Qualitative Design recommendation

Comment on the suitability of your peer’s proposed research question(s) and research design. Has your colleague chosen the most appropriate qualitative design to answer the question(s) posed? Why, or why not? What other design option(s), besides the one you selected for your own post, would you recommend to study the proposed research question? Review the ethical issues your colleague raised in his or her post and suggest other issues that should be considered when conducting this research. (SEE JULIE WILLIAMS POST BELOW)

Week 4 Discussion

Julie Williams Post
Persistent Depressive Disorder, also known as Dysthymia, is a chronic depressive disorder where the person that has been diagnosed has experienced a “depressed mood, for most of the day, for more days than not, for at least two years” (APA, 2013). On top of this depressed mood, they must also experience two or more other symptoms such as low energy or fatigue, poor appetite or overeating, low self-esteem, feelings of helplessness, and so on. When talking about this diagnosis in children they only have to experience the symptoms for a least one year instead of the two years like the adults do (APA, 2013).

Research Question:

People who are diagnosed with Persistent Depressive Disorder (PDD), how do they get through each day when they have been doing it for so long.

Research and Design:

The Grounded Theory Approach (GT) is the best qualitative measure to use in this scenario. Grounded Theory is a combination or merges of data collection and analysis. It studies both people’s experiences with a process while it continuously looks at behavioral patterns. The GT looks at the what, who, and the why of the situation that is going on and of what is being analyzed (Frost, 2011). People who suffer from Persistent Depressive Disorder have done so for so long that it would be interesting to see what each day is like for them. How they get through each day and how they cope, why they may do some of the things that they do. In order for this to be research qualitatively, I would suggest using the GT theory and doing so, doing a combination of the participant observation and the semi-formal interview.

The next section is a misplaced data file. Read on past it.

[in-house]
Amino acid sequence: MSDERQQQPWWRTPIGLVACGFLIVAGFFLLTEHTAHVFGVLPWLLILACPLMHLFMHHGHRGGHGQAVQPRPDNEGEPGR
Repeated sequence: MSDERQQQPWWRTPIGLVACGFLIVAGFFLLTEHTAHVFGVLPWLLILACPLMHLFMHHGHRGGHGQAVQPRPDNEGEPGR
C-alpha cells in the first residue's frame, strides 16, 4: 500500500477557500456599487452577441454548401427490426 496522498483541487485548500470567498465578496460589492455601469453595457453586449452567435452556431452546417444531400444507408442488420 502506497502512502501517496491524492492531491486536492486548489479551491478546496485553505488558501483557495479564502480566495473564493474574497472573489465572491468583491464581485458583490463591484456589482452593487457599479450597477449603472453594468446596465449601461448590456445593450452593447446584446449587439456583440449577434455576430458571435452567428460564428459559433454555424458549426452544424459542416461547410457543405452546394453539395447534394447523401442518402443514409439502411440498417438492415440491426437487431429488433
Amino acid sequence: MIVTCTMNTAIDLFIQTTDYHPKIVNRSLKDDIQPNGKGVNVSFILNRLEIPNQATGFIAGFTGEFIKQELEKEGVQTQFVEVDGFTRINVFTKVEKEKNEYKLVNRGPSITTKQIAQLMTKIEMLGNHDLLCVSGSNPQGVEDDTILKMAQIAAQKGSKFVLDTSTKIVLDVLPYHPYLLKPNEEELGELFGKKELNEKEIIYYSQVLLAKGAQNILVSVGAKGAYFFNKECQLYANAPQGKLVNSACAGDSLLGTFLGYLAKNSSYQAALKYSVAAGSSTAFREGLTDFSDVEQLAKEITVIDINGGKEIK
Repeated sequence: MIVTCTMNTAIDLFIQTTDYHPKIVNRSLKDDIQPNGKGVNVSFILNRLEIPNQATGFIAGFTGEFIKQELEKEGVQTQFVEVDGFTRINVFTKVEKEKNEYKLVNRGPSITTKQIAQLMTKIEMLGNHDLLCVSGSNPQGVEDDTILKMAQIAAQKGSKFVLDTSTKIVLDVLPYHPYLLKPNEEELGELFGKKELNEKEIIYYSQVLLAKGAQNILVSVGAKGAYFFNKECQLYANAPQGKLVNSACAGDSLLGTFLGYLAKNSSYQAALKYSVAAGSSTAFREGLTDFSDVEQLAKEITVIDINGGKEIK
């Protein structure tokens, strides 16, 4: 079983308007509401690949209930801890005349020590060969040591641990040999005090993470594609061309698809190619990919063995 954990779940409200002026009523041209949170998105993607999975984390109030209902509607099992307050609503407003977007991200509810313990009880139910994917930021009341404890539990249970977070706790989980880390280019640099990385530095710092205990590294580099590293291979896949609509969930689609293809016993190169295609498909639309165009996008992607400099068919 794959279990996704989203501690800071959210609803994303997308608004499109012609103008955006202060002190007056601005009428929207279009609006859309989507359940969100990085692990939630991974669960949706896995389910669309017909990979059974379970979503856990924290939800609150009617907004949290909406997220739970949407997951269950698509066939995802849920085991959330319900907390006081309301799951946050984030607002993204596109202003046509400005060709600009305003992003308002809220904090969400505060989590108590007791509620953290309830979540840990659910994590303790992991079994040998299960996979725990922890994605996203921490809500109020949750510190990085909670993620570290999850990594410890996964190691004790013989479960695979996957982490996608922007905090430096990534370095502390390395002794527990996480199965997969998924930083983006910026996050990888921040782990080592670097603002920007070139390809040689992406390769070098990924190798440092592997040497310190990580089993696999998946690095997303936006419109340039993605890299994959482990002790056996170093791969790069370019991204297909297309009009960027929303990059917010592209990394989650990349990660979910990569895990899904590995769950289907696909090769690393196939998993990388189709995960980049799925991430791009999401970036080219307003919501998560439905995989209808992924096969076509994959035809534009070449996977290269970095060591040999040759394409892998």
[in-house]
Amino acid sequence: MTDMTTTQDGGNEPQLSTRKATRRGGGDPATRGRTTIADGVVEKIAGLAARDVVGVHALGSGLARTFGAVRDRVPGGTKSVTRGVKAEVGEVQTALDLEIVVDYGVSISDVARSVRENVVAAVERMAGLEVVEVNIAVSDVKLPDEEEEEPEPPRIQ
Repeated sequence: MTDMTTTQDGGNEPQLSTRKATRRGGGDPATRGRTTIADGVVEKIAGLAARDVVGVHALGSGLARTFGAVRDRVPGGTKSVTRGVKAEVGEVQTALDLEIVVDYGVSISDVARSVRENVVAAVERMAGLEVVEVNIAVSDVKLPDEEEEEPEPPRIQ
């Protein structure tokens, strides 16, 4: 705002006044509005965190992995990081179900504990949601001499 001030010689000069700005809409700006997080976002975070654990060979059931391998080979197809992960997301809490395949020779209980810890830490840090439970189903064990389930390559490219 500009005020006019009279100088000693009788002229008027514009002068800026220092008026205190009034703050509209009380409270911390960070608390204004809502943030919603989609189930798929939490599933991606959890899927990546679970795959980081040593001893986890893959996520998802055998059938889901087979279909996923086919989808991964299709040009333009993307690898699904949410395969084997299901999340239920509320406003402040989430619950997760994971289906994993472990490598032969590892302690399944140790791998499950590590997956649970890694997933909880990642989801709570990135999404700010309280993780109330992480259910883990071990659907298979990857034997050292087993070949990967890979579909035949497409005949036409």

The participant observation would allow for the observer to be within the setting of the person that has been diagnosed and watching/observing the everyday interactions of the subject. Being able to see how and why the subject interacts the way that they do and see how they cope with different situations that may arise will give the observer a better understanding of what is going on. The second part I would use is a semi-formal interview. Being able to ask open-ended questions allows for the subject to give out information in a way that would feel like they are in control of the conversation while the observer was still able to control the direction of the conversation in order to get the information that is needed for the study.

Ethical Concerns:

Ethical concerns that would arise is making sure that we have all consent forms signed stating that the patient agrees to participate in the study, 8.02 (APA, 2017). That the patient agrees to allow for the observer to observe in their surroundings, and that they agree to the interviews, 9.02A, (APA, 2017). Also, it needs to be made clear that the patient understands what is going and is updated about it all.

American Psychiatric Association. (2013). Diagnostic and statistical manual of mental disorders (5th ed.). Arlington, VA: American Psychiatric Publishing.
American Psychological Association. (2017). Ethical principles of psychologists and code of conduct: Including 2010 and 2016 amendments (Links to an external site.) (Links to an external site.). Retrieved from http://www.apa.org/ethics/code/index.aspx
Frost, N. (2011). Qualitative research methods in psychology. New York, NY: McGraw-Hill.

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